Structural Design © Kenta Hasegawa

Spatial Arrangements

The spaces have been arranged modestly in this linear structured wooden house. ‘Ship Architecture’ has created two floors where the ground floor comprises living space, an open kitchen and a dining space. The first floor has been divided into various levels to attain the requirement of the user. Such as the staircase leads to a study space followed by a little library and a cosy bedroom with a triangular-shaped window. 

Bedrooms are creating an enigmatic experience with different volumes in space. The headroom of each of these spaces in the upper level varies with its different purpose. This is noticed in the study space where the floor of the library serves as a table.

House in field' containing variety of living spaces beneath its gable roof designed by Ship Architecture - Sheet5
Spatial Arrangements © Kenta Hasegawa

Natural Light, Ventilation and Thermal Insulation 

There has been the use of clear glass windows bringing natural light and ventilation throughout the linear wooden house. These glass windows have been located at different levels depending on the spatial arrangements. These include the openings on the ground floor for the hall, kitchen and dining space. It varies with different floor levels at the upper level. This could be noticed on the mezzanine floor of the study space, the triangular windows at each end of the house and the rooftop window in the library.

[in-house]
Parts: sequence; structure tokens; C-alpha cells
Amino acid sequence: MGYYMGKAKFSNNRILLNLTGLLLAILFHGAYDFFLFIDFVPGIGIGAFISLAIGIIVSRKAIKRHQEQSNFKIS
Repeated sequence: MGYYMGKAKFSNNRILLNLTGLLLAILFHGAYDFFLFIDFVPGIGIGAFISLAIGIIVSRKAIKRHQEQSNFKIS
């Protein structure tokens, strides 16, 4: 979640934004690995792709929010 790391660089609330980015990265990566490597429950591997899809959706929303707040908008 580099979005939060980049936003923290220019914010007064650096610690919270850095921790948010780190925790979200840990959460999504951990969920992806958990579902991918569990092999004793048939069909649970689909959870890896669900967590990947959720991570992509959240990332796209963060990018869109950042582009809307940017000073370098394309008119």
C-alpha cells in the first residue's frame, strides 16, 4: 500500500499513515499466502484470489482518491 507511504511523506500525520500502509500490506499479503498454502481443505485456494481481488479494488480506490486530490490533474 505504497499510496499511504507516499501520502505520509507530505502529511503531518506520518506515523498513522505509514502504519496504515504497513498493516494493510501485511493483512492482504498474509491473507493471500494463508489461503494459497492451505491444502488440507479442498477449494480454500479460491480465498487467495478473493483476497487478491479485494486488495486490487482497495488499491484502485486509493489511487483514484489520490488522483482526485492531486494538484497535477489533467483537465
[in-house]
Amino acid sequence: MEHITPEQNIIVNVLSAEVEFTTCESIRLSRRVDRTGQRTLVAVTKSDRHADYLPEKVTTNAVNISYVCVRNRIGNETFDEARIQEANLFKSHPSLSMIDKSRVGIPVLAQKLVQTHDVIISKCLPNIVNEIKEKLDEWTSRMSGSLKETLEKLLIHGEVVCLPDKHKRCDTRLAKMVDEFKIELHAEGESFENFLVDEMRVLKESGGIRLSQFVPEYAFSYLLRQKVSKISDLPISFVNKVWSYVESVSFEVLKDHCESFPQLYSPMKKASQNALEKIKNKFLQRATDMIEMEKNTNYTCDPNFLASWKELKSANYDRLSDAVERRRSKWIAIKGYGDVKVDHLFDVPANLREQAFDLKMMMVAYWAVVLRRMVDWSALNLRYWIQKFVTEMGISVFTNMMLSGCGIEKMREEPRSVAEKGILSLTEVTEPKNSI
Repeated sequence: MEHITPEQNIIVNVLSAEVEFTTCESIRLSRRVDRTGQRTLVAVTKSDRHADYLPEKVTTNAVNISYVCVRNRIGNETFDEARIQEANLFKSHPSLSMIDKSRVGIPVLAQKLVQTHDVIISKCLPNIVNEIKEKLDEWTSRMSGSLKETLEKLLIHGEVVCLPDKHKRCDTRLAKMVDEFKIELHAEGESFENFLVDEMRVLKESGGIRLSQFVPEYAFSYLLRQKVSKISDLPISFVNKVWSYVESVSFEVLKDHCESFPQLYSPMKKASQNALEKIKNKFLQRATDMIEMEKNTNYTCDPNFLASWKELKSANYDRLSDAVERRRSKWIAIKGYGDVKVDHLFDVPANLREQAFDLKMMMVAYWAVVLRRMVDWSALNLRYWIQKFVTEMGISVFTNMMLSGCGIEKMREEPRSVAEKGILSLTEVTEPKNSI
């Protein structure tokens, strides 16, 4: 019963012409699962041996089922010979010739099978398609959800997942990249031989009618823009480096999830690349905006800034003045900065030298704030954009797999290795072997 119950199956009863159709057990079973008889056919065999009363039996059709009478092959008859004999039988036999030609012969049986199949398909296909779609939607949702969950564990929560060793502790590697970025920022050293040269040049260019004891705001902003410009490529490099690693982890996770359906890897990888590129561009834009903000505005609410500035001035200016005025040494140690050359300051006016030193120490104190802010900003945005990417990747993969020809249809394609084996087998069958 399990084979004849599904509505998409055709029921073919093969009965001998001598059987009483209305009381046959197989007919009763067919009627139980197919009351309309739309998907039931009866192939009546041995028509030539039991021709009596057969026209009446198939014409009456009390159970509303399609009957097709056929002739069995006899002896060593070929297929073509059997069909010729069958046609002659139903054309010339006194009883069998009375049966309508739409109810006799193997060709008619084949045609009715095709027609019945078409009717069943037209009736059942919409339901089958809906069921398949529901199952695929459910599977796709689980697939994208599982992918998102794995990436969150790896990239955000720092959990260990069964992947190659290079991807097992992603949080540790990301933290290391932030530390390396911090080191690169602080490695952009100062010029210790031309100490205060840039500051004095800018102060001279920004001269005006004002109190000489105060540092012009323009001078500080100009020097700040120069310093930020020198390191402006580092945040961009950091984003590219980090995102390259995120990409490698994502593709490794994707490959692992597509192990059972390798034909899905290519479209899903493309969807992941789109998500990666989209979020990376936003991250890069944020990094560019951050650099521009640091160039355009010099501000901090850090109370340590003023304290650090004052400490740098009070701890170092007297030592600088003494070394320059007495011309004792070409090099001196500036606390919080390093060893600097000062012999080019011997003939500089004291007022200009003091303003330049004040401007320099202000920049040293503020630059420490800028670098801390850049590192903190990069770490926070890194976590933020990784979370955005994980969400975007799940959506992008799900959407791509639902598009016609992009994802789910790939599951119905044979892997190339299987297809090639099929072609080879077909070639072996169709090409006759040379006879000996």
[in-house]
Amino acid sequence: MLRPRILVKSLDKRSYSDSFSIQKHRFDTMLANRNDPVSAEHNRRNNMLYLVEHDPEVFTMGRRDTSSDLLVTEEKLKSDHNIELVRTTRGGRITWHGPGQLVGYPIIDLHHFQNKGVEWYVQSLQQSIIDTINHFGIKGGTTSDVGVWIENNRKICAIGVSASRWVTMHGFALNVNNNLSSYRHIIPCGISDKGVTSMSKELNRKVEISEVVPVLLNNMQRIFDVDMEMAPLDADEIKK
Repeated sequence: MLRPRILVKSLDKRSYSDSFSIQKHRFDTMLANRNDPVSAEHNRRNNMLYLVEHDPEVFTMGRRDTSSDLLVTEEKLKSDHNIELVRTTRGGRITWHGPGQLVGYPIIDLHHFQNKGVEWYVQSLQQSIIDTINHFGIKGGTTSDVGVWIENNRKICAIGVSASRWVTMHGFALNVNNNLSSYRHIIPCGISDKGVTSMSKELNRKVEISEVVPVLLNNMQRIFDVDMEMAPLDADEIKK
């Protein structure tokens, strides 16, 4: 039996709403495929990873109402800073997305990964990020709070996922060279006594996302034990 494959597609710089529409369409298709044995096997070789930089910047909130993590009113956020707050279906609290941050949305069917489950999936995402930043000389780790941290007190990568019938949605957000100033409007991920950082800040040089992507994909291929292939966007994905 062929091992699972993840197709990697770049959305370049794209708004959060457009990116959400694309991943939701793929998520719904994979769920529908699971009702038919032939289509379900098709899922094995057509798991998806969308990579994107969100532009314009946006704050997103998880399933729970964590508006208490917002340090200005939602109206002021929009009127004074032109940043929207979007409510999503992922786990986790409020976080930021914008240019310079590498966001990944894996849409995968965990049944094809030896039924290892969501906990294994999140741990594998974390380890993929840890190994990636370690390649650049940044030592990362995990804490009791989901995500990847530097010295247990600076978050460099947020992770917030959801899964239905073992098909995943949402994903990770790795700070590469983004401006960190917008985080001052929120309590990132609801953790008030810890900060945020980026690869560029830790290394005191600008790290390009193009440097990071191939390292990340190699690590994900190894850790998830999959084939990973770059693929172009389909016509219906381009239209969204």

The use of cross-laminated timber maintains a human comfort temperature throughout the year. This is due to its insulating feature that keeps the house cool in summers and warm in winters.

House in field' containing variety of living spaces beneath its gable roof designed by Ship Architecture - Sheet6
Natural Lighting and Ventilation ©Kenta Hasegawa

Sustainability 

‘Ship Architecture’ has designed this residential minimal house with wood to blend it with the natural surroundings. This also reduces carbon emissions and creates an eco-friendly environment. The smart use of the cross-laminated timber for its sloping roof and timber beams maintains a favourable temperature for humans. 

The provision of natural lighting and ventilation for each space reduces the energy-cost effect of the house. The adoption of these environment-friendly features makes the ‘House in Field’ a sustainably designed house.

House in field' containing variety of living spaces beneath its gable roof designed by Ship Architecture - Sheet7
Sustainability ©Kenta Hasegawa

‘House in Field’ is an elegant design by ‘Ship Architecture’ which shows the concern for its existing environment around it. It has a simple design approach by creating a linear-shaped residential building that involves smart use of materials and a sustainable approach. The white coloured interior walls along with the accessibility for the natural light create a positive and peaceful atmosphere. 

The blend of modern appliances with traditional wood material creates an interesting aesthetic fusion. The use of materials, design structure and spatial arrangements create a deep sense of connection between the exterior and the interior.

Author

An architect and interior designer by profession. A passionate traveller who developed inquisitiveness on expanding her knowledge and gathering information on different styles of designs and architecture around the world. She strongly believes that nature and history plays a key role in the field of architecture.